• We only go if we have the patience. If we’re short on patience that day—which, hey, totally happens!—it’s likely not the best day to dine out.
  • We keep our time at the restaurant brief. Kids are kids, and we can only ask so much of them.
  • We bring high-quality entertainment. A “restaurant bag” is a simple concept but can make or break an experience. Load it up with activities, and break ’em out when need be.

3. Pack to distract

Building off the last bullet point, sitting through any meal can be challenging for kids—even at home. So Kelly and I try as hard as possible to level the playing field. Emma and Lucy are voracious toy and activity aficionados. So we pack a “restaurant bag.” I’ll give Kelly all the credit here; she’s great with toy/activity rotation both in our home and with the restaurant bag. She switches things out constantly, and every once in a while while add something new in there. To avoid fighting, she caters to both children’s interests, and sometimes includes duplicates of things she assumes will be popular. RESTAURANT BAG FOR THE WIN. Our favorites:

And then we have the last resort: the tablet.

It’s amazing, and somewhat dishonest, that I’ve made it this far into a “Restaurant Survival Guide” post without mentioning the magical power of the iPad and other similar tablets. Kids and screen time is a hotly debated topic, but we personally have chosen to take the “everything in moderation” outlook in both parenting and life. We fill the iPads with fun, engaging apps and learning activities as well as YouTube Kids… and we break them out if they tire of the restaurant bag. Sometimes we make it through a whole meal without using them, and other times we hand them over 10 minutes in. Last week, I caught Emma doing math on the Khan Academy Kids app at a restaurant. (TELL ME HOW THAT’S BAD.) Regardless, it’s for everyone’s sake.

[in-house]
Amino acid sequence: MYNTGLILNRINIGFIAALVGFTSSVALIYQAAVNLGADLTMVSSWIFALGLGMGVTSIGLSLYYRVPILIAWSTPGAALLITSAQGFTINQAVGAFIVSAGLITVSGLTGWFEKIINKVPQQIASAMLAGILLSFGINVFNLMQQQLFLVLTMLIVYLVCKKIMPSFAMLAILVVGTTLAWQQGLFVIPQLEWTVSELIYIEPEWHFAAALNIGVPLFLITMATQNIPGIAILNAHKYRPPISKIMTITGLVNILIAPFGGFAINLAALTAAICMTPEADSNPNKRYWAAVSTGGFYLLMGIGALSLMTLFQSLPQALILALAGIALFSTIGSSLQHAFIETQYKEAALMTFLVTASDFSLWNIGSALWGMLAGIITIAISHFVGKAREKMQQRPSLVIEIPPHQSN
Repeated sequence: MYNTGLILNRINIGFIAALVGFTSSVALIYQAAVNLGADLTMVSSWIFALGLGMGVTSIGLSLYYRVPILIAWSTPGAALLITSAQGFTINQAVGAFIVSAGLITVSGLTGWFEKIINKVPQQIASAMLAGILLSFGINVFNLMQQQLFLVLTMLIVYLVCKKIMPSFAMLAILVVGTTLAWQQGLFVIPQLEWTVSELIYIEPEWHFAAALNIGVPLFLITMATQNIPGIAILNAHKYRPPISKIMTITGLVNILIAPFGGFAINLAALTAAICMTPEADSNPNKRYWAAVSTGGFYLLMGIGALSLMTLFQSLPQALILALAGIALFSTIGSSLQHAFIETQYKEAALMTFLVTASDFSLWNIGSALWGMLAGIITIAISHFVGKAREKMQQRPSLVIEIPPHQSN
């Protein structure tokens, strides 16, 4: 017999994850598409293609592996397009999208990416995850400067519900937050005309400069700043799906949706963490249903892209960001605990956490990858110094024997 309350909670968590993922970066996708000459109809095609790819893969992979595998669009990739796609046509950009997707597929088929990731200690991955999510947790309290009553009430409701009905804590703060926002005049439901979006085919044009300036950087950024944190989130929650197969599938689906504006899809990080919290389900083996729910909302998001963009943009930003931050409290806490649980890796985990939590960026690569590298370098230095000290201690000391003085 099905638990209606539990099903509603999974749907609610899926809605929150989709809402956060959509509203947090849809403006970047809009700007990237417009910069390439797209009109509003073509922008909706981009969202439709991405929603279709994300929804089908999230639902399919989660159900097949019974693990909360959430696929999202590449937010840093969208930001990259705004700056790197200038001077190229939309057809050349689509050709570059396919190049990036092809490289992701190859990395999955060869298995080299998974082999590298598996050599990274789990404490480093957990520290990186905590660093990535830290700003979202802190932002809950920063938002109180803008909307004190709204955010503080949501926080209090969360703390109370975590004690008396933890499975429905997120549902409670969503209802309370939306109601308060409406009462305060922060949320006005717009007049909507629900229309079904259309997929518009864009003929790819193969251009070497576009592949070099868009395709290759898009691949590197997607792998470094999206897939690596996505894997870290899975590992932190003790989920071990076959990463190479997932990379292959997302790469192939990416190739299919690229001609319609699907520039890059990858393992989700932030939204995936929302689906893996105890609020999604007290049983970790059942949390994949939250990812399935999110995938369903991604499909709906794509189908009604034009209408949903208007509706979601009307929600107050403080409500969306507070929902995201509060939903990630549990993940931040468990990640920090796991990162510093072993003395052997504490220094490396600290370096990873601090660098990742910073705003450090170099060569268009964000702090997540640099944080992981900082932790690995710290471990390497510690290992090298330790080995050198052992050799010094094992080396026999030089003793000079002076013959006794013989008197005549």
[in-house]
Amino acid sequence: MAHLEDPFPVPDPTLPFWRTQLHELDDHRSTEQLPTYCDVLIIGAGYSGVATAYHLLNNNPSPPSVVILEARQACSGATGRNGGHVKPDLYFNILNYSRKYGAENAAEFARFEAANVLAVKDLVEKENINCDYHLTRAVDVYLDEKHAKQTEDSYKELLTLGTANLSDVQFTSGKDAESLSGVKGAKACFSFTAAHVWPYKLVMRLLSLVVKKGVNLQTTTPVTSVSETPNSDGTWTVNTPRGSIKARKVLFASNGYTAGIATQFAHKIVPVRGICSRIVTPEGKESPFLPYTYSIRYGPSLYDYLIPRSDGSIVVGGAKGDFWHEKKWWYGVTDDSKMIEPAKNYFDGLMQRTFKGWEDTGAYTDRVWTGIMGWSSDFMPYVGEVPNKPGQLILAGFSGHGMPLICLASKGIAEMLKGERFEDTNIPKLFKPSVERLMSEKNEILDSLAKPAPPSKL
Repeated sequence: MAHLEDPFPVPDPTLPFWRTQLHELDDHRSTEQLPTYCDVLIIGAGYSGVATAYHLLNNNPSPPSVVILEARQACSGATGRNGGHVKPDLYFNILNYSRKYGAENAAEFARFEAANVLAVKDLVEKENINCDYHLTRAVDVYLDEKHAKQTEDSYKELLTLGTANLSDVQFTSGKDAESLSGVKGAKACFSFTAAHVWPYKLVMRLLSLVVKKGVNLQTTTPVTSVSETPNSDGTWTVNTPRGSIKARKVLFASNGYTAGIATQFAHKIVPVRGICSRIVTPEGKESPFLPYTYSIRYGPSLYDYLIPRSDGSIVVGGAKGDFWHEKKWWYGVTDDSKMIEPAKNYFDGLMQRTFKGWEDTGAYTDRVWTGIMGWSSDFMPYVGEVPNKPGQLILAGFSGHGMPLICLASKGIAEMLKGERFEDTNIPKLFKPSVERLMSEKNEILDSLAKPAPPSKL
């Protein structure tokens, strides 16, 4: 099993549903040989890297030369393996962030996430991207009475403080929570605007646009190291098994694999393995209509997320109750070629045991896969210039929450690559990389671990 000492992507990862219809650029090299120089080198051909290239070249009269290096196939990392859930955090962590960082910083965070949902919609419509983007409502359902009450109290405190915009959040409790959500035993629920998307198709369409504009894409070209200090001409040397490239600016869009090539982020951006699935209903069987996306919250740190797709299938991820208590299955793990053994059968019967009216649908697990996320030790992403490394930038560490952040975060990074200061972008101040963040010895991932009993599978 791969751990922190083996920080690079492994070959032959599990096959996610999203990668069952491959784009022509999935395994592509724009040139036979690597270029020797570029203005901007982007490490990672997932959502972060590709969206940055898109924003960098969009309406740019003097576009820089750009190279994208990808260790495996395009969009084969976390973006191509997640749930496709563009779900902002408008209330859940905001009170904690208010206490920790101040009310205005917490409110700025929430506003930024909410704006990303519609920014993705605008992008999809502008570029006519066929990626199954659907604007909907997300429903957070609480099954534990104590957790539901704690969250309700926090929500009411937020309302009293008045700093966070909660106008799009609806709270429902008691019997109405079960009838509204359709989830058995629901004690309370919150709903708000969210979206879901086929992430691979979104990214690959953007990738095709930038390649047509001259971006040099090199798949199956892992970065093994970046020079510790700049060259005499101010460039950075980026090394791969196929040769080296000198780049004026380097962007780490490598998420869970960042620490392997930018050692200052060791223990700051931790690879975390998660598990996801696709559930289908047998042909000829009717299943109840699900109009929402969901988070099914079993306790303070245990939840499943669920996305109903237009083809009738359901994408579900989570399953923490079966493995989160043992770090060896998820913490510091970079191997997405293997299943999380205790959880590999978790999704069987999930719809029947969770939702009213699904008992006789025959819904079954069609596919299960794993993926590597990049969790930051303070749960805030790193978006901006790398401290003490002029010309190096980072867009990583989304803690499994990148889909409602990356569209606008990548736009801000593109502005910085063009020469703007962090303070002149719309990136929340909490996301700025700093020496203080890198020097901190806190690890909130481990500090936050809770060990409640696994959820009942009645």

4. Bring snacks and drinks

Toddler crunch time comes quick, and if we’re not prepared, our girls could bring the whole restaurant down. I know what you’re thinking: Snacks will spoil her dinner! She needs a varied diet! Won’t someone think of the children?! Let’s be honest here, though. A quick healthy snack is likely better than the chicken fingers they’ll soon be served on a dinner plate. We’re all in this together.

5. Implement a reward system

As a dude who spent four years studying economics in college, I’ll gladly take the opportunity to discuss rewards and incentives. But before I get out my graph paper, let’s all agree on a simple fact:




And cookies.

And if you incentivize kids with tangible rewards, they just might listen to you.

And I’m not talking about bribery. Bribery is… Okay, maybe I am talking about bribery here. But the point is it works. If, at the end of the meal, they’ve met the expectations, they should be rewarded! And hugged! And high-fived! And praised! Make a big deal of it. They’ll eat it up. (Perhaps literally. 🍪)

In conclusion…

Things change pretty quickly around here, and we adjust our techniques when necessary. But what I’m saying here is that visiting restaurants with kids isn’t impossible. We’ve had our fair share of disasters, but for the most part, the girls look forward to and have a great time visiting restaurants. The best is three-year-old Emma would walk by a restaurant and yell, “Mommy, Daddy, I want to sit down in there!”

Mitch. OUT!

Survival Guide for Restaurants with Toddlers + Kids
Dining tips at restaurants with kids